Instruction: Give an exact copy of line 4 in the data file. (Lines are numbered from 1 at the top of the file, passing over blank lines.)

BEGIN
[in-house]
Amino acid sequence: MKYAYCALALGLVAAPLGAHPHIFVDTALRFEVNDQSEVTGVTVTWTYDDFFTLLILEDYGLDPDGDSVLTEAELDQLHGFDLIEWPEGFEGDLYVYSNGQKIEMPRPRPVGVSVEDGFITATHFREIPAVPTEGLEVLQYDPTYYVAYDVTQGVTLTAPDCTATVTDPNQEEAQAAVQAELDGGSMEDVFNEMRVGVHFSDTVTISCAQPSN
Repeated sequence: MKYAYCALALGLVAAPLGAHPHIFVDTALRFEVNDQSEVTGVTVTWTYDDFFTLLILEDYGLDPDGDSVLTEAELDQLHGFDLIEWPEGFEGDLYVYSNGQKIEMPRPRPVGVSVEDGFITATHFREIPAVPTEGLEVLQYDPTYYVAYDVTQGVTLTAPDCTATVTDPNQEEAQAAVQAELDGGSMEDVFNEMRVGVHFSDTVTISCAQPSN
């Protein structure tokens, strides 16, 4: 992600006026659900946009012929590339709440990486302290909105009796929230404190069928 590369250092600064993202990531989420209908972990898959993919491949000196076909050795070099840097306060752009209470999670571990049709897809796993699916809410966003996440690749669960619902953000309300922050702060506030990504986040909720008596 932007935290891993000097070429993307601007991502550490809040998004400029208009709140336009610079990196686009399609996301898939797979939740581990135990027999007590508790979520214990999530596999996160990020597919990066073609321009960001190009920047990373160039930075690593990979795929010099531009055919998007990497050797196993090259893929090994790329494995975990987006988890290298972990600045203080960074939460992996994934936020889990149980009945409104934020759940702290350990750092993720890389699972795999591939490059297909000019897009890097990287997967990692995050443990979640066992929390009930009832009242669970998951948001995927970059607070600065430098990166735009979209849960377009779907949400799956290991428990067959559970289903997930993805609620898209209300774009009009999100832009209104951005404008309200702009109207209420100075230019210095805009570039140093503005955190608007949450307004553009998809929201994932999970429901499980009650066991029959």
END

């Protein structure tokens, strides 16, 4: 992600006026659900946009012929590339709440990486302290909105009796929230404190069928 590369250092600064993202990531989420209908972990898959993919491949000196076909050795070099840097306060752009209470999670571990049709897809796993699916809410966003996440690749669960619902953000309300922050702060506030990504986040909720008596 932007935290891993000097070429993307601007991502550490809040998004400029208009709140336009610079990196686009399609996301898939797979939740581990135990027999007590508790979520214990999530596999996160990020597919990066073609321009960001190009920047990373160039930075690593990979795929010099531009055919998007990497050797196993090259893929090994790329494995975990987006988890290298972990600045203080960074939460992996994934936020889990149980009945409104934020759940702290350990750092993720890389699972795999591939490059297909000019897009890097990287997967990692995050443990979640066992929390009930009832009242669970998951948001995927970059607070600065430098990166735009979209849960377009779907949400799956290991428990067959559970289903997930993805609620898209209300774009009009999100832009209104951005404008309200702009109207209420100075230019210095805009570039140093503005955190608007949450307004553009998809929201994932999970429901499980009650066991029959």